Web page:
How water heaters work
Although much more efficient than they used to be, most water heaters still work they same way they have for generations -- by keeping a giant pot of water piping hot just in case you need some.
Cold water is piped in through a long tube (called the "dip tube") to the bottom of the tank where it is heated by a gas or electric burner much like those on your stove. The warmer water rises naturally and is drawn out of the top of the tank as needed.
Because the tanks are made of steel they are prone to rust and corrosion. A sacrificial "anode rod" is inserted into the tank to attract oxidizing agents to itself instead of to the tank walls.
The size of the water storage tank can range from 20 gallons to 80 or more, but 30-40 gallons is typical for a single family. If this supply is used up too quickly the hot water taps will go cold until more water can be heated.
It's easy to forget about the water heater as long as it's working, but you can extend its lifespan with periodic maintenance.
Some experts recommend draining the tank once a year. Others suggest draining one quart of water every three months. In either case, you are trying to remove sediment that slows down heat transfer and lowers efficiency. Check the owner's manual of the heater would give specific maintenance advice from the manufacturer.
If you'd rather just not deal with it, one option is to just get on a service provider's long-term calendar for annual maintenance.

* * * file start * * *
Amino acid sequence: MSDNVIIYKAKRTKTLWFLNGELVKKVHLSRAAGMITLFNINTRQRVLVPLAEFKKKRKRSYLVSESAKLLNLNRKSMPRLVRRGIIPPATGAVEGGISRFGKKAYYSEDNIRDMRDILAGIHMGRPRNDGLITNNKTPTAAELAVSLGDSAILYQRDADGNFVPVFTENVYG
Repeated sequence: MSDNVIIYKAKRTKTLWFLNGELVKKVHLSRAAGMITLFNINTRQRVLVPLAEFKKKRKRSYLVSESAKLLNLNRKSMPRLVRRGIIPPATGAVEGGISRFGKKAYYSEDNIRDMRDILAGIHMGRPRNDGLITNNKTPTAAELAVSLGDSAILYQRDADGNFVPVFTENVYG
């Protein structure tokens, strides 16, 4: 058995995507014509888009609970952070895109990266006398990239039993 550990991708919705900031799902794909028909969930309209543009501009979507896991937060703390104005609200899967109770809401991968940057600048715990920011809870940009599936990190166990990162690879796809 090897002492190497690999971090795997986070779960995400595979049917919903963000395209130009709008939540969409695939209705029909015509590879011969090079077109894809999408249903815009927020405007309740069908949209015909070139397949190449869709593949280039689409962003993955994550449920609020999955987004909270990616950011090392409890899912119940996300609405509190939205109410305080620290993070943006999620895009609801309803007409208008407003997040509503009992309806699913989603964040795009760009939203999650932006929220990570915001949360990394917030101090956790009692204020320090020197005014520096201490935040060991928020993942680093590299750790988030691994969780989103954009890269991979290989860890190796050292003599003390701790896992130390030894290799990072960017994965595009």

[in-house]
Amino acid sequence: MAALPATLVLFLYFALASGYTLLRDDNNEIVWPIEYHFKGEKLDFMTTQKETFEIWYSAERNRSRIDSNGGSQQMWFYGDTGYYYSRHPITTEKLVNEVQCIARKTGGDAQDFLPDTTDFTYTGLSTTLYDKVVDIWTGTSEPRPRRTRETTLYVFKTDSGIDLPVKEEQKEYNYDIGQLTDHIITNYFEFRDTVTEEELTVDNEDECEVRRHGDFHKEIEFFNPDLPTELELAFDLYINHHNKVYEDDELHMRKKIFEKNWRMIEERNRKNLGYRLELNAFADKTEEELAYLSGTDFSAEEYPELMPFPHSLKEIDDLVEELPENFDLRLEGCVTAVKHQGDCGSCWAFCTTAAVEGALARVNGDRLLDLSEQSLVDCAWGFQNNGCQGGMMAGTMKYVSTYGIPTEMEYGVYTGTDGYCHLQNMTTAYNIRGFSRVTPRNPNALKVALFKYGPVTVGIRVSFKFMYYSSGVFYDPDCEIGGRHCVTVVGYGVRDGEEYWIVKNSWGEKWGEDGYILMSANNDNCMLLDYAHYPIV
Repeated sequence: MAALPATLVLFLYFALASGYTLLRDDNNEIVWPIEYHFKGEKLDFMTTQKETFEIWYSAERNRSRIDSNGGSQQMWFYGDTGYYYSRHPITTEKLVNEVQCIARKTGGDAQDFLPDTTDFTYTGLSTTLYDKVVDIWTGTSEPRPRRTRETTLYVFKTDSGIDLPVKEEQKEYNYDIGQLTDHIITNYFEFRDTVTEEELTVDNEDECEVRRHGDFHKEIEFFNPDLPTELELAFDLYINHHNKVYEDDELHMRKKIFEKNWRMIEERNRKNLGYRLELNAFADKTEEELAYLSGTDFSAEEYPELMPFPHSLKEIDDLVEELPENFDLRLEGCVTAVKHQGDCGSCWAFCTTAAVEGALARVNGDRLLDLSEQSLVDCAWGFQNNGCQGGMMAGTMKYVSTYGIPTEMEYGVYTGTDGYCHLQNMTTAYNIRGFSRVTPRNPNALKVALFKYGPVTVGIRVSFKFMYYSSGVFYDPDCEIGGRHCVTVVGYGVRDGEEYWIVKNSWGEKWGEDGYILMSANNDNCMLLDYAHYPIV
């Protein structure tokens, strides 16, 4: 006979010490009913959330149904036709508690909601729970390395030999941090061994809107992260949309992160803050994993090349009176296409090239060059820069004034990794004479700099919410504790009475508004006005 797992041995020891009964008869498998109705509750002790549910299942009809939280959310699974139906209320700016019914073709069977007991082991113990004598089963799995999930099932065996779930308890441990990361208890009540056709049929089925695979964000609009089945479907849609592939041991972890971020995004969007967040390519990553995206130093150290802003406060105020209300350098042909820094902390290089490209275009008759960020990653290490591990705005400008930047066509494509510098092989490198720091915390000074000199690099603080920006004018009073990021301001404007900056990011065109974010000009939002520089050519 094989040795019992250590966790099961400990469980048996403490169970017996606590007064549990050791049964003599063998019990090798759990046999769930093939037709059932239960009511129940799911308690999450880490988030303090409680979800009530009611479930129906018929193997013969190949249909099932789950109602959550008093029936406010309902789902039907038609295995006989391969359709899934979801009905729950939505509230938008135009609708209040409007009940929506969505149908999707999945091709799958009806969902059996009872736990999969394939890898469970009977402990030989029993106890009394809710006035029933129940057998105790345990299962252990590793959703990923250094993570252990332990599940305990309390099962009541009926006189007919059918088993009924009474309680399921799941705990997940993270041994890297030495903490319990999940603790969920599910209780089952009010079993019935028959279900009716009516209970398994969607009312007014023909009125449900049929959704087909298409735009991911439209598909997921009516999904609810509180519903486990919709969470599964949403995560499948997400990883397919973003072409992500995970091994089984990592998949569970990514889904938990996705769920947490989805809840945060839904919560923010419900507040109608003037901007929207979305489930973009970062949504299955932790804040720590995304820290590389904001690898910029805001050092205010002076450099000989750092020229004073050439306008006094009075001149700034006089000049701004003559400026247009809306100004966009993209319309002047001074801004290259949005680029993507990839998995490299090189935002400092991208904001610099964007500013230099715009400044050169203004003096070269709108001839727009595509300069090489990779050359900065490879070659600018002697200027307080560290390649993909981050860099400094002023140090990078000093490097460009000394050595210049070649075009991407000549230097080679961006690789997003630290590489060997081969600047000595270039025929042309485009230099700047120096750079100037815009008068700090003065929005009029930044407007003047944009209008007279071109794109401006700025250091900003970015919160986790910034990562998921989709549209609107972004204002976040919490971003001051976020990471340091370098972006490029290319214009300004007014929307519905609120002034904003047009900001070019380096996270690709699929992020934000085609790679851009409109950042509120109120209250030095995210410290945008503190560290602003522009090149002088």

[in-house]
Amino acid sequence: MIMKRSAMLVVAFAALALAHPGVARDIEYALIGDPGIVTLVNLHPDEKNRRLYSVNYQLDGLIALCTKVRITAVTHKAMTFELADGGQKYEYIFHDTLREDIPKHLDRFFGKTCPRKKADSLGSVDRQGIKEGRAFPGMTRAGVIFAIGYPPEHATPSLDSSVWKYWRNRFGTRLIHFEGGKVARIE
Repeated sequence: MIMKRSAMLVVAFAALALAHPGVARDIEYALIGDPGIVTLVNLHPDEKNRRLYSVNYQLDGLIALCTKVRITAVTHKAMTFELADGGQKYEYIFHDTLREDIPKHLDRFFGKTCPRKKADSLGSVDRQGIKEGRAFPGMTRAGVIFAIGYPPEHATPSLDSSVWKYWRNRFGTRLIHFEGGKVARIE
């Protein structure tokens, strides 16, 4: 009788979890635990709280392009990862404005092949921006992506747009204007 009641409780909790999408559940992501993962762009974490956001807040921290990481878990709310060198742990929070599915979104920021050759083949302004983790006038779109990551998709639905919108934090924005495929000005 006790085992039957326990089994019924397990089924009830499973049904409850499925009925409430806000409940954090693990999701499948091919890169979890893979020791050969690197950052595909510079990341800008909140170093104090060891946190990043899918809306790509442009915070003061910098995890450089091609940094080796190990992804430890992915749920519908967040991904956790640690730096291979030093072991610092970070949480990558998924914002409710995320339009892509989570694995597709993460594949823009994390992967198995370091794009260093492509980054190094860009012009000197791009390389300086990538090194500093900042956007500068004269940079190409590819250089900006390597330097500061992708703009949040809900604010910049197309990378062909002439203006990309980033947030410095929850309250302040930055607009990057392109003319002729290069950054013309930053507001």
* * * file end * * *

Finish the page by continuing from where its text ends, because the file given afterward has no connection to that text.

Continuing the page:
No hot water: Check the pilot light. You can re-light it yourself (see instructions on this page), but this can be dangerous so it's best to have someone with experience do this.
Water not hot enough: Check the gauge on the water heater (photo), but only turn it up one notch at a time and then test later that day. You could scald yourself if you push it up too high. If it's already set on high and the water still isn't hot enough, it's time to call a plumber. The problem is sometimes a faulty "dip tube" (which brings cold water into the tank).
Hot water runs out too soon: Did one of your kids recently become a teenager? Usually running out of hot water just means the capacity is too small for the hot water activity going on in the house. Are more people living there now or a change in habits?
Making noises: Because sound is magnified by the metal pipes, water heaters can start sounding like they are possessed by evil spirits. These noises may start and stop with water usage. If the problem persists, call a plumber.
Relighting the pilot
Natural gas water heaters installed previous to 2002 need to be lit with a match. Look for a diagram in your owners manual for guidance, but here are the basic steps:
Remove the outer and inner doors at the bottom of the tank.
Follow the gas lines to locate the pilot.
Turn the control knob to "pilot."
Press down and hold the pilot button while you light with a match.
Keep the pilot button down for one minute and turn the temperature control all the way down.
Release the button and look to see if the small blue flame of the pilot remains lit.
Turn the temperature back up and you should see the burner ignite.